Make a New Year’s Resolution for Immigration Reform
By Marianne Comfort, Institute Justice Team
What will you do to help create welcoming communities for immigrants in the New Year? I have pledged to write a letter to the editor that explains the need for immigration reform that reunites families and provides a pathway to legal status for undocumented immigrants, or that argues against any proposed legislation that would block these goals.
A few dozen other people have taken the New Year’s Resolution for just and humane immigration reform in 2011, through the Sisters of Mercy of the Americas’ website. Many more are making such pledges through like-minded organizations around the country.
The Resolution was spearheaded by the Interfaith Immigration Coalition, made up of 30 national faith-based organizations, including the Sisters of Mercy.
The ICC has posted several video clips of people explaining why they are making a New Year’s Resolution for immigration reform. Some of them are quite moving, including one featuring a young woman who was left alone in the U.S. at age 17 when her parents had to return to Guatemala; she chose to stay because, having been born here, the U.S. was the only home she knew and she wanted to continue her education. Another woman, who is brown-skinned and speaks with an accent, expressed her fear of getting stopped and separated from her children just because she might have left her proof of citizenship at home.
My reasons aren’t quite so personal, but still motivating.
U.S. immigration policy became more than theoretical many years ago when I saw the powerful movie, “El Norte.” This film describes the repression and violence that push a brother and sister to flee Guatemala and suffer all kinds of dangers en route to “the north.” They believed that they had “made it” once they crossed the border, but they found that they had only just begun to face legal and cultural barriers to finally feeling safe and economically secure.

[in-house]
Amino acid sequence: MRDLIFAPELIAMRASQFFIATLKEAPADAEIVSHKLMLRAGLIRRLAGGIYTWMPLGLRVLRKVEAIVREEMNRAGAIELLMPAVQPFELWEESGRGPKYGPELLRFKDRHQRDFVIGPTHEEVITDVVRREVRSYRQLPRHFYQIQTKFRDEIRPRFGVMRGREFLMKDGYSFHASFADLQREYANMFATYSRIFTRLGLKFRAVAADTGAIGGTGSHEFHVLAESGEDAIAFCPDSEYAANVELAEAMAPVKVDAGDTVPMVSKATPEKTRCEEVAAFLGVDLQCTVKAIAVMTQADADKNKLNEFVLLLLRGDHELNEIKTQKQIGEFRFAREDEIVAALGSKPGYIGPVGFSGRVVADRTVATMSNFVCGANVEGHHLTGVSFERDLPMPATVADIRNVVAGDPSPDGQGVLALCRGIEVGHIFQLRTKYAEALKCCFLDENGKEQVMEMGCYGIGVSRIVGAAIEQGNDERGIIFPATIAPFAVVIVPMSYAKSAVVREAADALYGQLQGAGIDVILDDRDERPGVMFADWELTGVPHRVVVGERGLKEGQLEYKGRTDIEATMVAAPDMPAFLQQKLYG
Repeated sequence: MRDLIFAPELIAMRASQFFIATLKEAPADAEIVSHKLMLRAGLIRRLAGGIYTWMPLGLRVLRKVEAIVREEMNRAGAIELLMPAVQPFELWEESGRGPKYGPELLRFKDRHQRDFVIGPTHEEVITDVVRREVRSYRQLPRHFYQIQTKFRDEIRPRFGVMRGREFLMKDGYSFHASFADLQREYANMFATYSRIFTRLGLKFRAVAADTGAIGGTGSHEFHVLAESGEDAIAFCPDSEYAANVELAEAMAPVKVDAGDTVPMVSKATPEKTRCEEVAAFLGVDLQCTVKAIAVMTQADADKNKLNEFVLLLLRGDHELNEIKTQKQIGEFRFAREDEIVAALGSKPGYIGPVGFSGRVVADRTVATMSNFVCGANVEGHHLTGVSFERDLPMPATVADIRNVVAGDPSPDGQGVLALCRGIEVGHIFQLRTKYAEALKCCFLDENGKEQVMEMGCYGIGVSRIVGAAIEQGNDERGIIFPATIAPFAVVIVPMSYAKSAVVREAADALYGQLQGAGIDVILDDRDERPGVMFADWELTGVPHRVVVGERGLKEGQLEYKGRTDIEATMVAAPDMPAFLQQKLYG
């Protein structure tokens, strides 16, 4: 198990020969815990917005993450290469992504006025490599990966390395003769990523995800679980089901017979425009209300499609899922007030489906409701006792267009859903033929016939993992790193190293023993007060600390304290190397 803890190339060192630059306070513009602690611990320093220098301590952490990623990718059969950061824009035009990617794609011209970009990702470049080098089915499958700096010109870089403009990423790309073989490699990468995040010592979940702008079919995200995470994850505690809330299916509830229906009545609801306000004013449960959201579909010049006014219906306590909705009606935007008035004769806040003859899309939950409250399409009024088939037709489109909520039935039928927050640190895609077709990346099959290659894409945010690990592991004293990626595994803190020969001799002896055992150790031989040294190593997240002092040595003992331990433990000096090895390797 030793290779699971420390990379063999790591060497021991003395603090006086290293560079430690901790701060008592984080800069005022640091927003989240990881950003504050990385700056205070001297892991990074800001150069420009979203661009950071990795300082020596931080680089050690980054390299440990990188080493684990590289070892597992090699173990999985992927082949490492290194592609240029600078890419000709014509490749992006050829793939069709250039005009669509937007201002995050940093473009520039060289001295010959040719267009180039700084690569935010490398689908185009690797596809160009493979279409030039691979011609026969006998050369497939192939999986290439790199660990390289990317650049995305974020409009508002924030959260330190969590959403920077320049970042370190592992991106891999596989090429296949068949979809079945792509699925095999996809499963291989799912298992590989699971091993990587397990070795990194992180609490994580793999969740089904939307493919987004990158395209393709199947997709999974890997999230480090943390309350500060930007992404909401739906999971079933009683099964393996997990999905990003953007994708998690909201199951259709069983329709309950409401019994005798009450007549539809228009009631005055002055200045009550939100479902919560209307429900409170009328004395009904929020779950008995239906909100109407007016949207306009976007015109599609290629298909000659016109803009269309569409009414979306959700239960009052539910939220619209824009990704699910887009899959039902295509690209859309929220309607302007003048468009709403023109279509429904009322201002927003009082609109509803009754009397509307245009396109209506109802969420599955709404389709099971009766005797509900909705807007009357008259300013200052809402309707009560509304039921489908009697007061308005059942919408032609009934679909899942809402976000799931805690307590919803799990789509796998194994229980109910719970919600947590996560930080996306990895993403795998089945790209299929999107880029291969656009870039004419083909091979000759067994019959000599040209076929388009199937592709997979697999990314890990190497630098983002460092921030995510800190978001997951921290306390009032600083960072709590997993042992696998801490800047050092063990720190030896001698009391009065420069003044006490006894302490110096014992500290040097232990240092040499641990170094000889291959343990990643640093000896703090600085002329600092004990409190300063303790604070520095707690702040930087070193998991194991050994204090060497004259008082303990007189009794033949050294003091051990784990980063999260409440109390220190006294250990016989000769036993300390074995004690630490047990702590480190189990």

Some time later I befriended a woman from El Salvador and another from Guatemala, both of whom had fled the violence and poverty of their home countries when teenagers. One friend told of how her mother sent her to the U.S. to avoid regular sniper attacks on her university campus. The other made a perilous trek by bus and train to join her mother and siblings already trying to make a living here; she was turned back a couple of times before succeeding to cross the border.
Both eventually earned legal status. One of these women went on to work with the Women, Infant and Children (WIC) supplemental nutrition program and to provide voluntary spiritual support to incarcerated youth. The other went on to earn a master’s degree, work as a chemist in a large corporation, and then pursue certification as a hospital chaplain to minister to Spanish-speaking patients.
Knowing how hard-working they are, and committed to ministering to others, it’s hard to imagine why anyone would want to deport them or others similarly contributing to the good of our society.
The number of New Year’s Resolutions so far is certainly a good sign of movement toward creating truly welcoming communities. People are pledging to contact their legislators once a week, to organize a group to visit legislators in person, to talk with friends skeptical about immigration reform and try to move them to be more supportive, to host a house party and show a film illustrating the plight of undocumented immigrants, and to pray daily for the safety of immigrants and for the opening of the hearts and minds of lawmakers reviewing immigration-related legislation.
Please add your pledge to all of theirs, to make 2011 the year for just and humane immigration reform.